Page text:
While in Botswana, Chef Zakir worked in the kitchen of several restaurants and hotels in the two years he spent in the capital, Gaborone. He even helped launch an Indian restaurant by the name of Mughulya. “The food they eat is very much like ours. The difference is that they don’t use the spices we do. They use raw vegetables and meat to get the extra flavour in their food. And they cook by using the fat of animals. They don’t add oil, butter or ghee to their food.
“There is this beautiful way in which they cook food in the Cayman Islands in the Caribbean,” related the chef excitedly. “They marinate raw meat overnight and the next day cover it with dough and place it inside burning coal to cook. And they cook it to a point that that dough on the outside is completely burnt. Then they place that on the side and whenever a customer arrives, they hand it to them in a plate.” The customer then takes a heavy rod-like utensil and taps the burnt layer of dough and it comes off, according to the chef, “like a pappar,” revealing the well-cooked, tender and juicy meat inside.
“In the international market they know me as Chef Mohammad because it was too difficult for them to pronounce Zakir right,” he said, “and they would often refer to me as Zak, which I wasn’t comfortable with. I would rather they pronounce my name correctly and Mohammad was something they could easily pronounce. So I go as Chef Mohammad whenever I travel outside Pakistan.”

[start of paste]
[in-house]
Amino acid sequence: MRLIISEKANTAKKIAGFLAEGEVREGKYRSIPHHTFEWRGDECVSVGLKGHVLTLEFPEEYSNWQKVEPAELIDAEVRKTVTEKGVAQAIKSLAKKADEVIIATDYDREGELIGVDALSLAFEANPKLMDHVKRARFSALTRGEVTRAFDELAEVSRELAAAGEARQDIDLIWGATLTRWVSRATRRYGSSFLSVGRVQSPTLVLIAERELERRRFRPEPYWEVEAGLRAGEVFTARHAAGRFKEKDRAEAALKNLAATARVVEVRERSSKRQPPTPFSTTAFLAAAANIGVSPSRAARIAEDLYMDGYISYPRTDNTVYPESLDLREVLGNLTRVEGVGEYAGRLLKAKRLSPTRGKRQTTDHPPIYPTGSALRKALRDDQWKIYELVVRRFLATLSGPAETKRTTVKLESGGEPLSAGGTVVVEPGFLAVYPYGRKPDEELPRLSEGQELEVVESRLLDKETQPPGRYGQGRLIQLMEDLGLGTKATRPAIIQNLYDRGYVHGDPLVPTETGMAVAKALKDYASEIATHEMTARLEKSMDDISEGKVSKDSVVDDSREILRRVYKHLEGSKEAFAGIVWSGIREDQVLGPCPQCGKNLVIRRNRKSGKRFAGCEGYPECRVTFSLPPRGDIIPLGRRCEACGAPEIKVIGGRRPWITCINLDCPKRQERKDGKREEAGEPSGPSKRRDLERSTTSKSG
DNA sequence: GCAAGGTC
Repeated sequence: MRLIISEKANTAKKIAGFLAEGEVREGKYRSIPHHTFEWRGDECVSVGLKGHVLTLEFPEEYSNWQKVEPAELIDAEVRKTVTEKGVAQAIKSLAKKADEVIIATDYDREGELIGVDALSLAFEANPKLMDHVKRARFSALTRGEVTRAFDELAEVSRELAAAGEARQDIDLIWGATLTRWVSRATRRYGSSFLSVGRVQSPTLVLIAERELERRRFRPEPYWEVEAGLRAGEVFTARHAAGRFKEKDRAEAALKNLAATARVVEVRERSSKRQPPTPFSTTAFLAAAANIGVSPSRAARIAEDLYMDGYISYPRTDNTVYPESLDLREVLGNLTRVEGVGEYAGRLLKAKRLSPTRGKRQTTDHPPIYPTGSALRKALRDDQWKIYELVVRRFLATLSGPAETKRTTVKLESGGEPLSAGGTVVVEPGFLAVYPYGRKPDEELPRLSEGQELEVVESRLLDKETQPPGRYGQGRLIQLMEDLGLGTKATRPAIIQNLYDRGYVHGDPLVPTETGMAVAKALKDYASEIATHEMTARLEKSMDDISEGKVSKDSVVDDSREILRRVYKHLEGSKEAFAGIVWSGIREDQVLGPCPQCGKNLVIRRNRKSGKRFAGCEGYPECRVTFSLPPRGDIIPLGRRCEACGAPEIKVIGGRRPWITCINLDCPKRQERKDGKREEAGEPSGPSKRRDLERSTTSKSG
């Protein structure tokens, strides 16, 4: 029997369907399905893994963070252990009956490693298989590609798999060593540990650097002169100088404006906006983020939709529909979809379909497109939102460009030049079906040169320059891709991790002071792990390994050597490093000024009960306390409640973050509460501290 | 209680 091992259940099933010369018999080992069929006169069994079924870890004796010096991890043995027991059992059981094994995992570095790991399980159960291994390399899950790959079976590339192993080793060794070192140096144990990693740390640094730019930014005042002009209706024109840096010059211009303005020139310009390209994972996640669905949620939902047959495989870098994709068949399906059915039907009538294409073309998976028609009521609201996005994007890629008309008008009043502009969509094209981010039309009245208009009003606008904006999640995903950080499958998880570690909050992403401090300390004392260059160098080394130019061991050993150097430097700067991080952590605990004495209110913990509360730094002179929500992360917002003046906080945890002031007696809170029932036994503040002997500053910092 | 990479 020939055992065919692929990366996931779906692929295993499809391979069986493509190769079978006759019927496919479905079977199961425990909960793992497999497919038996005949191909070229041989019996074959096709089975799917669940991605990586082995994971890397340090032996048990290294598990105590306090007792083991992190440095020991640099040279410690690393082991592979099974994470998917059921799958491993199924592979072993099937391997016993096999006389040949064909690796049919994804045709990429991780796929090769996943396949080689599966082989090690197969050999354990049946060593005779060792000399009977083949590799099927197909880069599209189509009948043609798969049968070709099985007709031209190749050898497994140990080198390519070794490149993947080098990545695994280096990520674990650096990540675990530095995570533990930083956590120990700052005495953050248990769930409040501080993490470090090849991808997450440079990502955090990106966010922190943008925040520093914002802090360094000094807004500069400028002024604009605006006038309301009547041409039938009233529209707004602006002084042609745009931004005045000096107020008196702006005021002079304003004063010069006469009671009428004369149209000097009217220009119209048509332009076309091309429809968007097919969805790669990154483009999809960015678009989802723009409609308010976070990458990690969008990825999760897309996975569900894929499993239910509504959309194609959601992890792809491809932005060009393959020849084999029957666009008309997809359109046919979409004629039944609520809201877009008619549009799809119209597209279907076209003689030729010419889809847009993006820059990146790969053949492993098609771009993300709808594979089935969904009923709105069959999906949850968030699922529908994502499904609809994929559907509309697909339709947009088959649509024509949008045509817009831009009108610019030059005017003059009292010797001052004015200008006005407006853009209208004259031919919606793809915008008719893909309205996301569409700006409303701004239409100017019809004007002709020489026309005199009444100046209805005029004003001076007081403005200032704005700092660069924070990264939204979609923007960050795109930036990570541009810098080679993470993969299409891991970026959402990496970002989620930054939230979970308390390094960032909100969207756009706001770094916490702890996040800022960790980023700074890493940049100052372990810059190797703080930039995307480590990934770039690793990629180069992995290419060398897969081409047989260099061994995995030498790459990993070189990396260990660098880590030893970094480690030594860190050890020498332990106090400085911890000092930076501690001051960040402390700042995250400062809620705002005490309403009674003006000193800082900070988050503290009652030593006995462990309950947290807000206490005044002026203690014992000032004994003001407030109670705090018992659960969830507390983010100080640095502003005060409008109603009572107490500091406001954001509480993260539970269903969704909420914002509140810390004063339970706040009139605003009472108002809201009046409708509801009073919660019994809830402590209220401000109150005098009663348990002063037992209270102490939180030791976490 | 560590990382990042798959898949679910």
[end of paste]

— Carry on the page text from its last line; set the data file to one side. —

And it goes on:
He returned to Pakistan sometime in 2000 and began working in developing recipes and tastes for local hotels and launching several restaurants. Soon after his arrival, a friend from a local television network told him they needed a chef for a food programme. “He said he was a big fan of how I cooked prawns,” he related. “I went and did one show and the head of the network really liked the way I conducted it, especially as a professional chef, and he offered me a permanent spot. The first time I ever came on television screens was for the Indus TV network. I later moved on to ARY and then Hum TV.” He moved abroad for a brief period and upon his return, Hum TV asked him to join their network again on a newly launched food channel that had quickly caught the fancy of Pakistani audiences around the country, Masala TV. He consented and remained with the channel for around seven years. Chef Zakir currently hosts a cooking show in the mornings for Dawn News.